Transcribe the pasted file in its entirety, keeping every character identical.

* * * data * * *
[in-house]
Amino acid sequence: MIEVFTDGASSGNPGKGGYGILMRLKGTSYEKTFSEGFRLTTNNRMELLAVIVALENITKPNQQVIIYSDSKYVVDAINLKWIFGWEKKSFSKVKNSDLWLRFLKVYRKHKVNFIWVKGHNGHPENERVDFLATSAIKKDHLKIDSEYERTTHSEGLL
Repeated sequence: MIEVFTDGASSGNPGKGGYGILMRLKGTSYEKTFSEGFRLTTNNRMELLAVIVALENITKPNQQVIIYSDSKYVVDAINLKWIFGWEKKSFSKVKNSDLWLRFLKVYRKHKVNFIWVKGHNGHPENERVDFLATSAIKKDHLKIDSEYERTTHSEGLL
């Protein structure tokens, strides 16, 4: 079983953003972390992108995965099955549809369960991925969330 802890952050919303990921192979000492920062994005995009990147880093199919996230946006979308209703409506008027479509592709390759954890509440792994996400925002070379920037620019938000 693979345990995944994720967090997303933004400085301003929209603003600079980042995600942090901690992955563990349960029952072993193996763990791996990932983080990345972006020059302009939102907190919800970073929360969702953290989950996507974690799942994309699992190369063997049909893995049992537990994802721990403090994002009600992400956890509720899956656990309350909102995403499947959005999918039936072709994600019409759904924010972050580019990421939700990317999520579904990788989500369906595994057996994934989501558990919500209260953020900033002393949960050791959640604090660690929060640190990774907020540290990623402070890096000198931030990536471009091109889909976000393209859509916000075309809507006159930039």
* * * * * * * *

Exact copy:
[in-house]
Amino acid sequence: MIEVFTDGASSGNPGKGGYGILMRLKGTSYEKTFSEGFRLTTNNRMELLAVIVALENITKPNQQVIIYSDSKYVVDAINLKWIFGWEKKSFSKVKNSDLWLRFLKVYRKHKVNFIWVKGHNGHPENERVDFLATSAIKKDHLKIDSEYERTTHSEGLL
Repeated sequence: MIEVFTDGASSGNPGKGGYGILMRLKGTSYEKTFSEGFRLTTNNRMELLAVIVALENITKPNQQVIIYSDSKYVVDAINLKWIFGWEKKSFSKVKNSDLWLRFLKVYRKHKVNFIWVKGHNGHPENERVDFLATSAIKKDHLKIDSEYERTTHSEGLL
């Protein structure tokens, strides 16, 4: 079983953003972390992108995965099955549809369960991925969330 802890952050919303990921192979000492920062994005995009990147880093199919996230946006979308209703409506008027479509592709390759954890509440792994996400925002070379920037620019938000 693979345990995944994720967090997303933004400085301003929209603003600079980042995600942090901690992955563990349960029952072993193996763990791996990932983080990345972006020059302009939102907190919800970073929360969702953290989950996507974690799942994309699992190369063997049909893995049992537990994802721990403090994002009600992400956890509720899956656990309350909102995403499947959005999918039936072709994600019409759904924010972050580019990421939700990317999520579904990788989500369906595994057996994934989501558990919500209260953020900033002393949960050791959640604090660690929060640190990774907020540290990623402070890096000198931030990536471009091109889909976000393209859509916000075309809507006159930039």